Heat exhaustion vs. heat stroke: What’s the difference?

Weather Stories

It’s a summer combo we’re all used to-heat and humidity. 

Another term we hear this time of year? Heat index. 

But what exactly is the heat index? And why should you pay attention to the numbers?

The heat index is the apparent temperature, or the “feels like temperature” to your body. It’s a combination of the air temperature and the humidity.

To understand what impact humidity has on the body, first, you have to understand how the body keeps cool. Our bodies cool down by perspiring. The evaporation of sweat helps cool us down and regulate our temperature. 

If our sweat can’t evaporate, then our bodies can’t regulate our temperature. When the humidity is high, less sweat evaporation occurs. That means your body has a harder time cooling itself down, and it’s why you feel warmer when it’s more humid outside. 

When looking at a heat index chart, it will show the temperature, relative humidity, and the feels like temperature. But remember that the chart is for places in the shade. If you’re out in direct sun, the heat index values can increase by up to 15 degrees! 

When we talk about high heat indices, make sure you take note and limit time outside, stay hydrated and wear sunscreen. It’s also crucial to know the difference between heat exhaustion and heat stroke.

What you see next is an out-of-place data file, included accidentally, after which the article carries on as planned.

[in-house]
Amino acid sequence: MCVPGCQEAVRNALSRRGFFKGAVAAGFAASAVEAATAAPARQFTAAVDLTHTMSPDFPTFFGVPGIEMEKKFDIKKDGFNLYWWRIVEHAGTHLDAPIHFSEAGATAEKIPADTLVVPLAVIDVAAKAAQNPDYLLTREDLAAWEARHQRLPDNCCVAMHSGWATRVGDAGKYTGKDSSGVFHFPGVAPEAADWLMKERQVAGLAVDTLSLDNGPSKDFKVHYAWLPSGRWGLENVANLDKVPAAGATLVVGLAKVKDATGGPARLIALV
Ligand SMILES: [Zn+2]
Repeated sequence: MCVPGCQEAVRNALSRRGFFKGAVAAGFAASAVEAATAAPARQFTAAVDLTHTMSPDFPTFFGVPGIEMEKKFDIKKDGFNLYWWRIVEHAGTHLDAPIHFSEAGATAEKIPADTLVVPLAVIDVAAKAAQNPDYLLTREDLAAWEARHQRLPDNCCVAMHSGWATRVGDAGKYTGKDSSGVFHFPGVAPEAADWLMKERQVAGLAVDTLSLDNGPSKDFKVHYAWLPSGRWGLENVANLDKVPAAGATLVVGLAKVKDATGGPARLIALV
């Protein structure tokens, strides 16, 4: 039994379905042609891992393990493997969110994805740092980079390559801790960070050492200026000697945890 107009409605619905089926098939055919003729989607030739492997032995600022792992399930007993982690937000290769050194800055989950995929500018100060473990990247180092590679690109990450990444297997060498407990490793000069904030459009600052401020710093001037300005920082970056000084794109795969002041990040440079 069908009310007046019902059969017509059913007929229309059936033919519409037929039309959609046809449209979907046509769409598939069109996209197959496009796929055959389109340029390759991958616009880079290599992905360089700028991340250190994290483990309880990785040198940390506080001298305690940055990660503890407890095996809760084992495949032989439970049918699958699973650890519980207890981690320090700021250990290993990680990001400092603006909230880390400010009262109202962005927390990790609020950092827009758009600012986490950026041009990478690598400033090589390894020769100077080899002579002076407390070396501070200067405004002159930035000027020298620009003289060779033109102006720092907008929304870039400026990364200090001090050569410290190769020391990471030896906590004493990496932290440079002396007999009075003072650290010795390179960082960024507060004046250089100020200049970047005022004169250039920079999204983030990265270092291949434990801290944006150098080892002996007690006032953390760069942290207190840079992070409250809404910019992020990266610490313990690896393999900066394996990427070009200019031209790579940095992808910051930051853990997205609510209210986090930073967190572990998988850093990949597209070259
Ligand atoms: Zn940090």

Heat exhaustion symptoms can include feeling faint or dizzy, excessive sweating, cool or clammy skin, a rapid but weak pulse, and muscle cramps. If you have any of these symptoms, get to a cool, air condition location, drink water or even take a cool shower or use a cold compress. 

Heat stroke symptoms include a throbbing headache, no sweating, a body temperature above 103, a rapid and strong pulse and even the loss of consciousness. If anyone has these symptoms, call 911 and quickly act to cool the person down until help arrives. 

Keep these fast facts in the back of your mind, so you and your family can have a safe summer of fun in the sun.

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